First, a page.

Sunday, April 10, 2005

States Grapple With Growing Teen Methamphetamine Use

Martha Irvine, AP National Writer (specializing in coverage of people in their 20s and younger. She can be reached at mirvine(at) has this story on methamphetamine and teens:

LAKE ELMO, Minn. (AP) -- They sit at a cafeteria table, gossiping and snacking during a school field trip. "Have you seen him? Has he gained the weight back?" one girl asks. "Yeah, he looked so good," replies another from across the table. "His cheeks filled in." It's no casual lunchtime conversation. The teen they're talking about is a recovering methamphetamine addict - and so are several of the teens at the table, all of them students who attend alternative high schools in the St. Paul area and who are trying to get their lives back on track.

While the methamphetamine epidemic has often been associated with drug labs hidden away in the countryside, today's users frequently defy that image, whether they are urban professionals or suburban homemakers.

Minnesota has been dealing with all of the above and is home to another scary trend: Here, many young people and experts who monitor drug use agree that meth is steadily replacing marijuana as the teenage drug of choice.

"Meth is THE thing - it's what everybody wants to do," says Anthony, a 17-year-old student at Sobriety High School in St. Paul who first tried meth at age 13 and has been in recovery since he overdosed last summer. He and other students from alternative learning programs were allowed to speak on the condition that their last names not be used.

While statistics show that meth use among teens and middle-school students has been level for the past few years, experts caution that those numbers can be deceiving, since meth seems to spread in pockets, leaving some regions or populations relatively untouched while others are devastated.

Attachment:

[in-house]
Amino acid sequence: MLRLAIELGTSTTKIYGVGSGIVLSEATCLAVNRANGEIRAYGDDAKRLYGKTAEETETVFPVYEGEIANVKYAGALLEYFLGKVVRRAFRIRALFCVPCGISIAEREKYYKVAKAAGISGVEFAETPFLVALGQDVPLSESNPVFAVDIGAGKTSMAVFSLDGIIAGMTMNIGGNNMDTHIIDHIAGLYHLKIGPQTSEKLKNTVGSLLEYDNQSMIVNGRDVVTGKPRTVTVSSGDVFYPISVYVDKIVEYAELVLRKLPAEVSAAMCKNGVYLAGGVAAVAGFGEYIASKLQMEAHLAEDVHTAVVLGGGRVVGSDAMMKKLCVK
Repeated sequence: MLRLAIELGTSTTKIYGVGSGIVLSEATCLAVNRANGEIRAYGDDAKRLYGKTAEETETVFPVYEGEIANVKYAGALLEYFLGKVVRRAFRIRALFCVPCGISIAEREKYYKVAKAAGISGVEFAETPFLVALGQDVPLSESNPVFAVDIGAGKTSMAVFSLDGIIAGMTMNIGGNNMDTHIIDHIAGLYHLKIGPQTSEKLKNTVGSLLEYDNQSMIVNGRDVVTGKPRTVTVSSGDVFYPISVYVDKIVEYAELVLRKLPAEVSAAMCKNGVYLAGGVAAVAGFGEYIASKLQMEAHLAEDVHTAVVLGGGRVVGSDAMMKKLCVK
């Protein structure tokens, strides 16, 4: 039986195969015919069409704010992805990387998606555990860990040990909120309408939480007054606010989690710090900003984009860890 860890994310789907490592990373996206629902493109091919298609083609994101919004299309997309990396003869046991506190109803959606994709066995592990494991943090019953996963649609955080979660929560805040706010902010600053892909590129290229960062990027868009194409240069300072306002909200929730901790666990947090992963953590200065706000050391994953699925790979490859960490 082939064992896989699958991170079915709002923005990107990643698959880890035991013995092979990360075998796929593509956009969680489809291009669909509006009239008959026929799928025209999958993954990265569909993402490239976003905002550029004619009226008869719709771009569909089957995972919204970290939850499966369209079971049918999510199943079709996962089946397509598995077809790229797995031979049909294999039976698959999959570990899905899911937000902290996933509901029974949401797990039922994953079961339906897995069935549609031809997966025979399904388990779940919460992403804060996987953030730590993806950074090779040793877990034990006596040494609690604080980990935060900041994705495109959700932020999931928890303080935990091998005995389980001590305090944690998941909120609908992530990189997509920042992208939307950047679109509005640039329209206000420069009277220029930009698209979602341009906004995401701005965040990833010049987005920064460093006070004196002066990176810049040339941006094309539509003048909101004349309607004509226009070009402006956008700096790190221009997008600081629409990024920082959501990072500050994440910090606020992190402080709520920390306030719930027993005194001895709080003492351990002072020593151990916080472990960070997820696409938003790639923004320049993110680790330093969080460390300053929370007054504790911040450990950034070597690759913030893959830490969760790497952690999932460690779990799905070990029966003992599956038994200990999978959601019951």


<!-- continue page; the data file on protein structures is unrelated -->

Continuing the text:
"Meth is an oddball in that way," says Caleb Banta-Green, an epidemiologist at the University of Washington's Alcohol & Drug Abuse Institute. "You never know where it's going to hit."

But when it does, it often hits hard - with few states evading meth's reach in one population or another, including young people.

In Nebraska, for instance, two 20-year-olds who were high on meth froze to death after getting lost in a snowstorm in January. And in Oregon, officials recently reported that meth is now second only to marijuana - surpassing alcohol - as the drug that sends the most teens to treatment in that state.

Nebraska and Oregon are among the nearly two dozen states that have entrenched meth problems, most of them in the West and Midwest, according to state-by-state advisories the Drug Enforcement Administration released this year. And the DEA says meth is a growing concern in sections of nearly every other state.

Read the remaining story here.

No comments:

Post a Comment